All told, she is the product of us all. As American as a rush to judgment. Sold the only bill of goods that means a thing at this late date: that we all have something to contribute. That our voices matter. They do not. They will not. As such, we slander our betters to avoid the truth that eats away at our already declining hold on reality. We insist on ourselves when the one true place remains the darkness, somewhere (always) near the back. Still, it’s not enough to admit one’s inherent worthlessness; one must also keep quiet about it. Plenty of folks sense it, then shoot up a mall to deal with the fallout. Tidying up and going away, then, is the true mark of heroes. The sort who peers over the abyss only as a precursor to jumping off. Not one, as Casey Nocket would have it, who leans back, straightens up, and carves out an accusatory chasm in the earth. That Ms. Nocket hates herself is a given. And ultimately forgivable. That Ms. Nocket hates us more is only proof of her ultimate delusion. And the greater crime. She commands an audience. Wants the rest to bear witness. A self-immolation as college thesis. Nothing worth doing unless there’s a crowd. It’s why even disgust might keep Nocket afloat. What she truly fears is indifference.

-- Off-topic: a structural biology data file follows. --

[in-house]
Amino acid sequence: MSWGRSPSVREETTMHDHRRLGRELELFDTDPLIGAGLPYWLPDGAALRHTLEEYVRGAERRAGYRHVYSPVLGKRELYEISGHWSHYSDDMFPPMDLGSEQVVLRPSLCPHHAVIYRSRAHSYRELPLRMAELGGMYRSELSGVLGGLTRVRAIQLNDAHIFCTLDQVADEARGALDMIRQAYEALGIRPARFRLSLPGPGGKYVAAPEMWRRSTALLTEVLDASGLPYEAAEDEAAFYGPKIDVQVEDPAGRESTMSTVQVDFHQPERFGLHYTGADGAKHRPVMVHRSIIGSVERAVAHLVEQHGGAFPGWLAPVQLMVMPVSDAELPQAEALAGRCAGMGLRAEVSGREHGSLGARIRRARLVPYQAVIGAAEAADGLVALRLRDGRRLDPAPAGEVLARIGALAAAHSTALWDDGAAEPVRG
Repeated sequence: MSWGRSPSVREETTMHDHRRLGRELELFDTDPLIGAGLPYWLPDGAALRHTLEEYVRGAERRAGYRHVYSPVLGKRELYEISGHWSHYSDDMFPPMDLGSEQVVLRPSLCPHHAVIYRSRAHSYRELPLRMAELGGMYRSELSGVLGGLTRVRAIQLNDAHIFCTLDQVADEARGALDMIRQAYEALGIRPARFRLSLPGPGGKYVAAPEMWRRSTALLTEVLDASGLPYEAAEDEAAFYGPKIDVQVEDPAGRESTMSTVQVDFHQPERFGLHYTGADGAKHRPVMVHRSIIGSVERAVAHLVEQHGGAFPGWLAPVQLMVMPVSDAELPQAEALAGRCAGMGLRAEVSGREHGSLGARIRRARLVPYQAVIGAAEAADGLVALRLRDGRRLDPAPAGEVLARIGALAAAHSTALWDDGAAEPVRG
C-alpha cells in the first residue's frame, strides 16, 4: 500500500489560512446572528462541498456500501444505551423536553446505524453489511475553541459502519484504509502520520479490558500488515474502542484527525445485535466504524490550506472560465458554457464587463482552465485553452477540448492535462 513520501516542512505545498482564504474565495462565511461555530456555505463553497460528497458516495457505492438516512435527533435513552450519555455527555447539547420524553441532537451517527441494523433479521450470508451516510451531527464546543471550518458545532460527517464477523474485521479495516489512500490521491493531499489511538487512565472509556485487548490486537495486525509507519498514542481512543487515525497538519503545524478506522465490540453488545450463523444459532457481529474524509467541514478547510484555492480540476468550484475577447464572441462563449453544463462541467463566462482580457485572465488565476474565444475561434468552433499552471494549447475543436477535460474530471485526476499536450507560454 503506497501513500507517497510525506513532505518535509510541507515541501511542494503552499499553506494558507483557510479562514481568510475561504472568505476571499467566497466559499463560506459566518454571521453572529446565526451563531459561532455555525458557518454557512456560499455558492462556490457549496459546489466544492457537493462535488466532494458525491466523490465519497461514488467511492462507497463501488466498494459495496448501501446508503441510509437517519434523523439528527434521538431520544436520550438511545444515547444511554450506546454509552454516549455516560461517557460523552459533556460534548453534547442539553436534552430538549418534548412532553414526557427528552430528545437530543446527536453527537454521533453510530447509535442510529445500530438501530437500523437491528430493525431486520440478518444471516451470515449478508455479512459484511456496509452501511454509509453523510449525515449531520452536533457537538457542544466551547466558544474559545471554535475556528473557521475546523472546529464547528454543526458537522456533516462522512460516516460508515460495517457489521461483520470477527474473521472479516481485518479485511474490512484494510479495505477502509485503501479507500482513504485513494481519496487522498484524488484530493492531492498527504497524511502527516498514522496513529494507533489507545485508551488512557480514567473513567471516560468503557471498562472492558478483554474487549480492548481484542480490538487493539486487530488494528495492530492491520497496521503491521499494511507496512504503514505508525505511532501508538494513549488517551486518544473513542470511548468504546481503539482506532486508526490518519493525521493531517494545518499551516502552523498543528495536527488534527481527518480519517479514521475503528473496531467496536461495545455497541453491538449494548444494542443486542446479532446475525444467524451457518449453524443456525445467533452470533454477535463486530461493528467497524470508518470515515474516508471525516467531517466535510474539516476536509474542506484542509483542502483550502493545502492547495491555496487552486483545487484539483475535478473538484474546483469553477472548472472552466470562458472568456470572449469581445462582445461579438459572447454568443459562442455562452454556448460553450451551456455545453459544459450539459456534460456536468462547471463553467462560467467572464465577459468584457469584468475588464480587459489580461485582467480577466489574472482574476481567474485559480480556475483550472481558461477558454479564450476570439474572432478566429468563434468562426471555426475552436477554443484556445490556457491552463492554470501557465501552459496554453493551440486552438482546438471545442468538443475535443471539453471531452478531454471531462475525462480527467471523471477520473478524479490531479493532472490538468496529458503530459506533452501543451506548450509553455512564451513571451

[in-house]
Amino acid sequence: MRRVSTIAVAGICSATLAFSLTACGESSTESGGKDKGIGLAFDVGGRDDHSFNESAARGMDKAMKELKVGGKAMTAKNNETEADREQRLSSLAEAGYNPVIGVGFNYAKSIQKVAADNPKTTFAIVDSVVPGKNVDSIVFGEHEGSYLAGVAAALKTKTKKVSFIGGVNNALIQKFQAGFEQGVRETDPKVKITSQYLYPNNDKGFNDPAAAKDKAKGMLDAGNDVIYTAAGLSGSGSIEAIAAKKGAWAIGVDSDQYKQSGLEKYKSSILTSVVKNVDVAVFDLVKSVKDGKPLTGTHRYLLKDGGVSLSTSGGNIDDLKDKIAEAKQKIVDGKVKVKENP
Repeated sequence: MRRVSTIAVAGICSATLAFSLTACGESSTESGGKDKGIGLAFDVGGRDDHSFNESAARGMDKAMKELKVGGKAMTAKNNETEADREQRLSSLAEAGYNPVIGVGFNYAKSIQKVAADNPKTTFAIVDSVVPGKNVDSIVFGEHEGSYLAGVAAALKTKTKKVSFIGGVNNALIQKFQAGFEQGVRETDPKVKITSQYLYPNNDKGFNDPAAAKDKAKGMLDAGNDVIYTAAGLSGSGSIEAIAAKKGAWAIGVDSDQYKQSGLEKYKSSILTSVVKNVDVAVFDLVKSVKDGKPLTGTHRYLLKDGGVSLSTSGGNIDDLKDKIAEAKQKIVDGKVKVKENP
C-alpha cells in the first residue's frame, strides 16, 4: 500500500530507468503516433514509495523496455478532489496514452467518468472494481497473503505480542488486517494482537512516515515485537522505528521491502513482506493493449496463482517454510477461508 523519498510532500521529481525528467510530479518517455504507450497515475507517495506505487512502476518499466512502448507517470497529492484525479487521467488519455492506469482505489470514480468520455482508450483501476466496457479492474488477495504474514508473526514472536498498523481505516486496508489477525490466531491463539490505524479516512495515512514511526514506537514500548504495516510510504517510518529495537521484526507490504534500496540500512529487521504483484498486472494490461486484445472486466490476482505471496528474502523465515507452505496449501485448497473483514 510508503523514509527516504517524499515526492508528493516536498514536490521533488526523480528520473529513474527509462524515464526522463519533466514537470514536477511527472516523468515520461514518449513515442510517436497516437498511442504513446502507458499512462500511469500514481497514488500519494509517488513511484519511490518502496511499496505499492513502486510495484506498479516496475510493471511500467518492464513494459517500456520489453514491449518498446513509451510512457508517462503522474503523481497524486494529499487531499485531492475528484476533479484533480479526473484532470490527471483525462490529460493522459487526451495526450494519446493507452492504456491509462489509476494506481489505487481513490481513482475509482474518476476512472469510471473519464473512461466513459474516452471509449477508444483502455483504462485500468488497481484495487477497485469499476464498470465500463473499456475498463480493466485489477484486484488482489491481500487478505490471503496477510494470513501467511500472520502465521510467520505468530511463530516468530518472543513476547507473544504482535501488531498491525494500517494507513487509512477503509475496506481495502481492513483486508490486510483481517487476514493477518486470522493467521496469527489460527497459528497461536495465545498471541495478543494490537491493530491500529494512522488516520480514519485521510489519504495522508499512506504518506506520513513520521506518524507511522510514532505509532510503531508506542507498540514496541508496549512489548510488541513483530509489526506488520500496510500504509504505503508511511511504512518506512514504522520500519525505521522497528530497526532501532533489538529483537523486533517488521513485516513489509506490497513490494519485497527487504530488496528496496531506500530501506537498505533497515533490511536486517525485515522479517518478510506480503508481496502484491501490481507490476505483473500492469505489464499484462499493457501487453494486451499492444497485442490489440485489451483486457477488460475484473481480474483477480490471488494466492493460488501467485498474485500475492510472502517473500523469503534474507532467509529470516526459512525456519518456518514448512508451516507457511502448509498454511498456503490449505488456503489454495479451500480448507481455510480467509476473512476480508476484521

What, ultimately, must be done with dear Casey Nocket? From her previous social media frenzy (Twitter, Tumblr, and Instagram housed her wares) to the more recent silence, she might prove elusive in the end if we all didn’t know exactly where this was headed. Another sort might be able to inhabit the underground, but for a woman who believed her portraits could, at minimum, co-exist with the Grand Canyon, facelessness isn’t really an option. She’ll come up for air soon enough, though not until the lynching parties have retreated somewhat. She’ll beg forgiveness (or not, if she’s true to form), pay a fine, then write the inevitable tome that lands her just enough money to inflict more art upon our too-trusting culture. And then, perhaps, she’ll recede once again, like so many whose visions of immortality were ultimately blinded by a searing lack of talent. But we can’t allow all that. Short of an extremely long stint in federal prison (measured in years, not months), several thousand hours of community service, and yes, restitution for all clean-up and restoration, she must pay the ultimate price. Blood for blood. Life for life. An end to all the suffering.